Moran and one of her friends went to a strip-club because they wanted to write an article about it. While the strip-club chapter starts out as funny and upbeat, with Moran debating over what to wear to a strip club, it rapidly becomes darker. Moran finds the club and its patrons depressing:

"You spend this money on nothing at all - addiction to porn and strip clubs is the third biggest cause of debt in men. Between 60 and 80 percent of strippers come from a backround of sexual abuse. This place is a mess, a horrible mess. Every dance, every private booth, is a small unhappiness, an ugly impoliteness: the bastard child of misogyny and commerce" (p. 164).

In other words, she doesn't feel that the strippers are happily exploiting men for personal gain and getting empowered in the process.

Moran is also horrified by recent spate of interviews with young women who become strippers (or call girls) to pay their way through college. I must agree with Moran about this trend. I think that it is a sad state of affairs when young women have to resort to selling themselves to get a college degree and it is considered acceptable for them to do so. While I've read about young men selling their sperm to fertility clinics, and their blood to blood banks, I don't think that I've ever read about any who have had to turn to stripping or escorting in order to do so. Either they are in the minority, or too smart to get themselves into the media.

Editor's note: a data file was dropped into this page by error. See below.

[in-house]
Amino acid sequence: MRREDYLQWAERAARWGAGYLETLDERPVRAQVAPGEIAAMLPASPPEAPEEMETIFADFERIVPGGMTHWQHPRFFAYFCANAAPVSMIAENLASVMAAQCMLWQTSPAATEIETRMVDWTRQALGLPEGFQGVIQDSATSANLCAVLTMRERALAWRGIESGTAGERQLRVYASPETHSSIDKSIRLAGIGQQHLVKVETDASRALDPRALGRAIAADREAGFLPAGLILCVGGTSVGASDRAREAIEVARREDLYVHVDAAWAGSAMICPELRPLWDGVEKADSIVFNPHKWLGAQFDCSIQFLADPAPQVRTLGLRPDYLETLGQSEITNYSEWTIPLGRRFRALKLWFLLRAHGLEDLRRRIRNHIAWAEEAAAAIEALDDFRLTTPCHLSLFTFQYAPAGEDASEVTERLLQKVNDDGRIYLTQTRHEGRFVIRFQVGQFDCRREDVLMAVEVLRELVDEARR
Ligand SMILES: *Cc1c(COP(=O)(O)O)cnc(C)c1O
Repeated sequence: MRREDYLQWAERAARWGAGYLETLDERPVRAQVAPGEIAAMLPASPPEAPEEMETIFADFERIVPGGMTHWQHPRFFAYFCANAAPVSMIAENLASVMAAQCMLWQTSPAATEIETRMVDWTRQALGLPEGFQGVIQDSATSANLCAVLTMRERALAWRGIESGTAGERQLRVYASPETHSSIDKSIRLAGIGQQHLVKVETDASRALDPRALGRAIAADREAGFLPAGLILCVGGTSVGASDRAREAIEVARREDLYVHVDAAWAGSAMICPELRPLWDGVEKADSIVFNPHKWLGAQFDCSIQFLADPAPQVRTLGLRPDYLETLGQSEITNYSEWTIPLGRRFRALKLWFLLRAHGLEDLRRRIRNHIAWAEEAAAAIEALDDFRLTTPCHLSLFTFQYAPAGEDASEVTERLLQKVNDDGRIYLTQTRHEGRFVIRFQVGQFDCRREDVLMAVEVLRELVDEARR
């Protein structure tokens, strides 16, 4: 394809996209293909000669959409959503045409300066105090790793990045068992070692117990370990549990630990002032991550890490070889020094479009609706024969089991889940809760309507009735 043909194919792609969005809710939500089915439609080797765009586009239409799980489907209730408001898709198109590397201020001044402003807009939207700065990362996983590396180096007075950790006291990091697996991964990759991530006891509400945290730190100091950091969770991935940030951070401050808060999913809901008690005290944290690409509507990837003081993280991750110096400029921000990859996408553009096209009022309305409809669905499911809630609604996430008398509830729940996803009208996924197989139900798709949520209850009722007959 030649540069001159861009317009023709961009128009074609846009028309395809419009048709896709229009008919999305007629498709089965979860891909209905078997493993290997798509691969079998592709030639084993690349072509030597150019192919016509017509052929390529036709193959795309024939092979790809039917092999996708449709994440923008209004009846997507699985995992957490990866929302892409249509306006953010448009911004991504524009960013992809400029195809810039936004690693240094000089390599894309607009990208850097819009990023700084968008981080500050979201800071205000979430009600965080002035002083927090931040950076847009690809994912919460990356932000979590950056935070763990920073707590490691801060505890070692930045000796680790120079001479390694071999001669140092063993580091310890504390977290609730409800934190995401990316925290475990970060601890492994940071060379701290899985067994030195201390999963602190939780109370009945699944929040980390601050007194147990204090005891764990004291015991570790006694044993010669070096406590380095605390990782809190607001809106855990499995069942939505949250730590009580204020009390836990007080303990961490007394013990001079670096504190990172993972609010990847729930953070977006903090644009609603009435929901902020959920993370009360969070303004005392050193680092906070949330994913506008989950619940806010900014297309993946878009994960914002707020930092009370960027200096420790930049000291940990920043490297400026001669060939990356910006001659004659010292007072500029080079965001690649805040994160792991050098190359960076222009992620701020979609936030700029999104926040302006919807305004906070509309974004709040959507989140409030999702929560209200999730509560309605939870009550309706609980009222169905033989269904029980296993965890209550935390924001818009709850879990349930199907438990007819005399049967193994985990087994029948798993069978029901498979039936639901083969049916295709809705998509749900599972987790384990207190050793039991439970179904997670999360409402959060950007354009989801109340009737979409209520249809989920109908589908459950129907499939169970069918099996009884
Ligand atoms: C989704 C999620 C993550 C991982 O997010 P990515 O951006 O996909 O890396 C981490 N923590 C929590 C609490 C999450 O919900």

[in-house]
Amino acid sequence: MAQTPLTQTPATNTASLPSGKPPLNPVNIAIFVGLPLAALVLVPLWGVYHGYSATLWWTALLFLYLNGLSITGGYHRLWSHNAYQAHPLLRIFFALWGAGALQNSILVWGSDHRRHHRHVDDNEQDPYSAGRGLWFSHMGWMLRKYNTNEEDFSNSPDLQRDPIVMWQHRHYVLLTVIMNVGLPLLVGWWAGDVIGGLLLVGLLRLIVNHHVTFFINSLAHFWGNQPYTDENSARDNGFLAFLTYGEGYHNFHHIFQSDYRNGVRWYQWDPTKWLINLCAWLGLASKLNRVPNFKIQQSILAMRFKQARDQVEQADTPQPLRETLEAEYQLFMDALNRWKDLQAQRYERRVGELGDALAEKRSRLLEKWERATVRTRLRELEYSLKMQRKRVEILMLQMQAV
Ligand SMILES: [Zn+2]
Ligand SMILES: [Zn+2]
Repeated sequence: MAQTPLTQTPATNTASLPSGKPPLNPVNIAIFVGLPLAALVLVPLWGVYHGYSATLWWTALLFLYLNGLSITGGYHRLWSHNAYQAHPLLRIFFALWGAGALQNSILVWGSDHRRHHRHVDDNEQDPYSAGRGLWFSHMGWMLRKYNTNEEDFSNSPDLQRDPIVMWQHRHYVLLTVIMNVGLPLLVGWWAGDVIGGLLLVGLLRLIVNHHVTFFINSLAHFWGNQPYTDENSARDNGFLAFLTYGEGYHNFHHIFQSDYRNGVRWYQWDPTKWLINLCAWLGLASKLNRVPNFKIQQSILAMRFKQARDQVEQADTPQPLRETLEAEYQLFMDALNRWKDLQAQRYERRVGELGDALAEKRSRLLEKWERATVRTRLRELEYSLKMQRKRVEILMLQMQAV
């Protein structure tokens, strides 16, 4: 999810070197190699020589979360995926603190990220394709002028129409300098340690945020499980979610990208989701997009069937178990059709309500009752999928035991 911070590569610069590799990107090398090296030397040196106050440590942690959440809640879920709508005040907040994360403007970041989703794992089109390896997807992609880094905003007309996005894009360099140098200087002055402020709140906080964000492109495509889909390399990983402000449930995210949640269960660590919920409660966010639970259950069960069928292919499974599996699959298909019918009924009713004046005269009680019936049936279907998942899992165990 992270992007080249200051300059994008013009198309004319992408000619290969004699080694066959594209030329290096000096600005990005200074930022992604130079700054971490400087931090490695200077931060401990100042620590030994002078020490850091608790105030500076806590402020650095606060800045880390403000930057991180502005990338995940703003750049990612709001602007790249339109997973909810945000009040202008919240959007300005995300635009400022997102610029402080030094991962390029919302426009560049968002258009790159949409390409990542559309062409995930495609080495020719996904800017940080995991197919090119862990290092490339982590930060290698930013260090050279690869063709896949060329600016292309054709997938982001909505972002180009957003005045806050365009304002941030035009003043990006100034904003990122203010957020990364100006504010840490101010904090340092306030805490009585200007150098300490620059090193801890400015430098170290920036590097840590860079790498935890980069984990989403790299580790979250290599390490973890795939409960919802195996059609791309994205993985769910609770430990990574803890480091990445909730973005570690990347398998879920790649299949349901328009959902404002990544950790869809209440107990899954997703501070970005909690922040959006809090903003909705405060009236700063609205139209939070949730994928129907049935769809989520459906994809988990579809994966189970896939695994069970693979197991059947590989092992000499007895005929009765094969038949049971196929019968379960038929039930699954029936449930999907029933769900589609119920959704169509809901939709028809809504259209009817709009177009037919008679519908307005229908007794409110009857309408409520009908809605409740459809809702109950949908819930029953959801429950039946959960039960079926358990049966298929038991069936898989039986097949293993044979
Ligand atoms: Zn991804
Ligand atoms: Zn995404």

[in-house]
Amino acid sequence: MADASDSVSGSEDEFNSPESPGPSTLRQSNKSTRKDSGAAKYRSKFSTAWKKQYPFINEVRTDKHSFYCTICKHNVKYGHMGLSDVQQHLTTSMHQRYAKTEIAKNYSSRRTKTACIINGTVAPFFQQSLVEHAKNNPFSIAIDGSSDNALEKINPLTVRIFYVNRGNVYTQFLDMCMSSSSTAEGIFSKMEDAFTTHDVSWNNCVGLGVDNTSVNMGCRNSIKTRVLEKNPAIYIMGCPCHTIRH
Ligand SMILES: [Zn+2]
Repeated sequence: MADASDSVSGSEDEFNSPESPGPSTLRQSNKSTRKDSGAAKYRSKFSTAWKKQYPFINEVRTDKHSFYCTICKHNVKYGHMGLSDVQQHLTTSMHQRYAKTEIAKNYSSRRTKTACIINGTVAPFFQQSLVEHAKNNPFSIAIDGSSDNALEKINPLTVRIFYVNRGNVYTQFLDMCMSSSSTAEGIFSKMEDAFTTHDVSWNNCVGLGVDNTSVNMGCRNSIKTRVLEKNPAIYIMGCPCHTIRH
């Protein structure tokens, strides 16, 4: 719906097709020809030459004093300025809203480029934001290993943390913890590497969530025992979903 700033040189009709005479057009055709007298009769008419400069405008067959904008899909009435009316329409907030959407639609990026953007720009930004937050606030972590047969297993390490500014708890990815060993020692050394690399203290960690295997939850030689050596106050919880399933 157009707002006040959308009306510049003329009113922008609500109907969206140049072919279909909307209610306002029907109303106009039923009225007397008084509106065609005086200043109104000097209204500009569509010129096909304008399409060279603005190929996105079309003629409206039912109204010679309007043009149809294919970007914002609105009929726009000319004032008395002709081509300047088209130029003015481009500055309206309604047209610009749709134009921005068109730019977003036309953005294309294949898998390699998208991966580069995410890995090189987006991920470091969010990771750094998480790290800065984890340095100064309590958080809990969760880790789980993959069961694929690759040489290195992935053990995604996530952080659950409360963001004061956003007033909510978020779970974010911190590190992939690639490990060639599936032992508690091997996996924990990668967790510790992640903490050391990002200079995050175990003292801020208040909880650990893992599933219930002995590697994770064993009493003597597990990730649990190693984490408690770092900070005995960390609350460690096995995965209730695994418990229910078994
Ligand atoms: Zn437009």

I doubt that these young women will remain anonymous and it will be difficult for them to get employed in non-sex industry jobs after they are outed. For example, a New York City teacher was fired by the Department of Education after it found out that she had formerly been a sex worker. Evidently upper management thinks these women will try to corrupt the youth when in reality they are becoming teachers to prevent the youth from falling into the problems from which they themselves have escaped by hard work.  I just wish that the economy is better so that people can work relatively lucrative and rewarding jobs, preferably related to their future occupations, while in college.

Interestingly, Moran does enjoy pole-dancing at home and burlesque shows, which she thinks are empowering to women because they are fun for them. Since I've never pole-danced or attended a burlesque show, and neither have any of my female friends, I'll have to defer to Moran on those area. Feel free to comment if you have anything to share on these topics.


 

Thursday, September 20, 2012

I Encounter Some Sexism!

In this chapter, Moran explains why sexism exists by summing up thousands of years of human history:

  • men are stronger than women.
  • they don't get pregnant and die in childbirth.
  • they don't get cystitis.
  • simple biology gives them the advantage.
To quote Moran directly: